Joseph Nadol at JPMorgan last week cut his earnings estimates for Boeing and Airbus for this year and next. In addition to rapidly weakening demand for passenger planes, Nadol said, the cargo version of Boeing's 777 is in particular trouble because air freight volumes have "collapsed" by 25% from a year ago.

Giovanni Bisignani, head of the International Air Transport Association, the airlines' global trade group, warned last month that Boeing and Airbus might not be able to deliver up to half the commercial planes they build this year. In Boeing's case, that would be about 240 of the 485 planes it is scheduled to deliver. Bisignani said he based his prediction on conversations with several airline CEOs who told him they can't afford to pay for the new planes.

Even more chilling was the warning shot fired last month by Steven Udvar-Hazy, head of International Lease Finance, the world's largest lessor of commercial airplanes and the largest single customer of both Boeing and Airbus. Speaking with reporters at a Boeing media event in Seattle, he predicted that both airplane makers will be producing "white tails" by the end of this year. "White tails" are planes completed without a buyer, so they have no logo on their tails.

Chris Tarry, an independent industry analyst and consultant based outside London, estimates that 1,600 to 1,800 already-ordered Boeing 737s and Airbus A320s, both of which carry about 150 passengers, are in danger of not being delivered over the next three to 10 years. "(Airlines) simply don't need them," he says.

If there's anything Boeing understands, it's the wildly cyclical nature of the aviation business. Past downturns have led to massive layoffs, regional economic upheaval and larger U.S. trade deficits.

Boeing officials believe they can avoid most of that pain this time by better managing production.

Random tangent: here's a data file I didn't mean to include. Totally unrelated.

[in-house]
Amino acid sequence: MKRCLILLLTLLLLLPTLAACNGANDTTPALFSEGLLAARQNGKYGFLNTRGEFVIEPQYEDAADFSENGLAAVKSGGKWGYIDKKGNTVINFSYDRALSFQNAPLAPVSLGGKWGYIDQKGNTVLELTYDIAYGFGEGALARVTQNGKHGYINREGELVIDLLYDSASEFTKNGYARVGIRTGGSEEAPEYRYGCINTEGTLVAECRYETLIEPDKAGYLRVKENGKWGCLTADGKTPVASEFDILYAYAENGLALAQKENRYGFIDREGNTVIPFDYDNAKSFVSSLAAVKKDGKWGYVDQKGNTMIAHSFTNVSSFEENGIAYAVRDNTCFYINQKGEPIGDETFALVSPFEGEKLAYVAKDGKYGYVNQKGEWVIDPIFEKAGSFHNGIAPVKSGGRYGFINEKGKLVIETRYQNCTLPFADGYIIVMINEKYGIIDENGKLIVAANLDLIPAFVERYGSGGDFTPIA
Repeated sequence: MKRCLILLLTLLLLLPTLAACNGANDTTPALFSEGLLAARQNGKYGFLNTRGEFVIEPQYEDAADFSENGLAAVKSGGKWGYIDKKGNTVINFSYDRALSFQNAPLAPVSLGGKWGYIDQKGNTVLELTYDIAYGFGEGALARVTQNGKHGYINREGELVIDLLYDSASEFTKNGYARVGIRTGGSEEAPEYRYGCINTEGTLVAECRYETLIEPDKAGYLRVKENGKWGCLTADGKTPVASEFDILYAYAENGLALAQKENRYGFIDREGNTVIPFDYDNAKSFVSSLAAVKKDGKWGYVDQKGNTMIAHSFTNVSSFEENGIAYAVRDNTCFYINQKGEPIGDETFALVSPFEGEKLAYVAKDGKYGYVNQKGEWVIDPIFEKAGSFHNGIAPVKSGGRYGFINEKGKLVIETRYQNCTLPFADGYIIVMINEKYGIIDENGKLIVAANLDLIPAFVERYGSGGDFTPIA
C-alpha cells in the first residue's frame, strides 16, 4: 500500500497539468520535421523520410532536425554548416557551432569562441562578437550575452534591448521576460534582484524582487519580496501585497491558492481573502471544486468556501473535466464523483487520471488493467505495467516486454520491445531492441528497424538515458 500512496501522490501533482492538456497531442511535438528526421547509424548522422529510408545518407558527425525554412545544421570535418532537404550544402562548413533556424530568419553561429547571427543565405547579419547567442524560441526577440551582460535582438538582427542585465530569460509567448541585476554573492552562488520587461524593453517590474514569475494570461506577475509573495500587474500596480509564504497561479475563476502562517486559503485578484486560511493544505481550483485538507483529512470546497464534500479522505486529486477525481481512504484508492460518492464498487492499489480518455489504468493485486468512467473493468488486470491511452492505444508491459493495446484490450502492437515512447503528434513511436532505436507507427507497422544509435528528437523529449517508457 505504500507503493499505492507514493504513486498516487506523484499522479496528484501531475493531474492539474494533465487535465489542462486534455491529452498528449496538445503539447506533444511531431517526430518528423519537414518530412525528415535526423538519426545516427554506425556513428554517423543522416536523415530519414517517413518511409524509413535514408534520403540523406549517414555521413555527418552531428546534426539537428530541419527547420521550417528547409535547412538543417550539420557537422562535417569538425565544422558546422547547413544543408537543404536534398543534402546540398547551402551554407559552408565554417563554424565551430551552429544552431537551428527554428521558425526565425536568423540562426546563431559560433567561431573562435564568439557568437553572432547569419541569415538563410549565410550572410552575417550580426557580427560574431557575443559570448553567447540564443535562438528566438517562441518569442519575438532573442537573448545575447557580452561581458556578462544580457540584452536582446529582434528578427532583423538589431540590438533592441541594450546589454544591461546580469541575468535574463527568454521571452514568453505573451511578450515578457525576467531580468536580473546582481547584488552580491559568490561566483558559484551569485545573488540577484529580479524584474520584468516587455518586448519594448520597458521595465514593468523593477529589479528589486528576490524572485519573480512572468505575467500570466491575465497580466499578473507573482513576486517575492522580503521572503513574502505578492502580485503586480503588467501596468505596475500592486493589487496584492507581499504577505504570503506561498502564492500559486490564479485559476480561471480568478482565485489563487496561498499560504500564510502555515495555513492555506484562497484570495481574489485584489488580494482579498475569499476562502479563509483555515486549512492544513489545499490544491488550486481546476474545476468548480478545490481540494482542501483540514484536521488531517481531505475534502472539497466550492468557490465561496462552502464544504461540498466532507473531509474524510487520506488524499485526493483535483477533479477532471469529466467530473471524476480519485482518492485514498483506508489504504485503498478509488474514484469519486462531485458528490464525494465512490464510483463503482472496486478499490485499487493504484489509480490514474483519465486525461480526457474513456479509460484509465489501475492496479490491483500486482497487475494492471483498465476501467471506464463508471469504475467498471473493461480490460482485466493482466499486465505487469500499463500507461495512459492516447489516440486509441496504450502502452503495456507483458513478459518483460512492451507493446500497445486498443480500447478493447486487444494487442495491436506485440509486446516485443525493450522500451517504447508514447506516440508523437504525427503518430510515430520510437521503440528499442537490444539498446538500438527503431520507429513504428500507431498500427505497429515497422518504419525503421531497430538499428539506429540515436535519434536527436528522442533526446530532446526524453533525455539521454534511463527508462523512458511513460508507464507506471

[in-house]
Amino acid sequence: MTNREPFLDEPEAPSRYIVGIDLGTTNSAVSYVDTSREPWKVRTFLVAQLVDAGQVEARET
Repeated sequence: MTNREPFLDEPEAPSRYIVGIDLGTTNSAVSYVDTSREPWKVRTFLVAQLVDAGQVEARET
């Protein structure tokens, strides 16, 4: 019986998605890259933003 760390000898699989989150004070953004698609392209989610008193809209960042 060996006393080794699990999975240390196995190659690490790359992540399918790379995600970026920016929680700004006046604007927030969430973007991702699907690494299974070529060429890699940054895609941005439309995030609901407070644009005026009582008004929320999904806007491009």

Carson told investors at the JPMorgan Chase conference that the company won't decide until May or June whether to slow production of planes scheduled for delivery in the last half of 2010. Planes to be delivered then would go into production early next year. Suppliers need about six months advance notice of a change.

"There's lots of uncertainty in 2010," Tinseth, Boeing's marketer, admits. "That's why I'm trying to sell some additional planes in the back half of 2010 in expectation that there'll be some 'melt-away' from our backlog, through deferrals mainly.

"But we've been pretty successful in managing our business the last few years during our biggest sales boom ever. We've been very measured in our approach to increasing production rates. We're not producing planes at nearly the rate we did in the past, and that should keep us pretty healthy during the downturn."

There are other danger signs, however.

In the first two months of this year, Boeing sold only 22 new planes, down from 195 in the same period last year.

Worse, Boeing saw 32 orders for its new 787 Dreamliner canceled in February. The roughly $1.75 billion or so that Boeing will get from the new model 737 and 77 planes it sold in January and February won't come close to offsetting the nearly $5.5 billion it is losing from the cancellation of the 787s. Each 787 is priced around $170 million.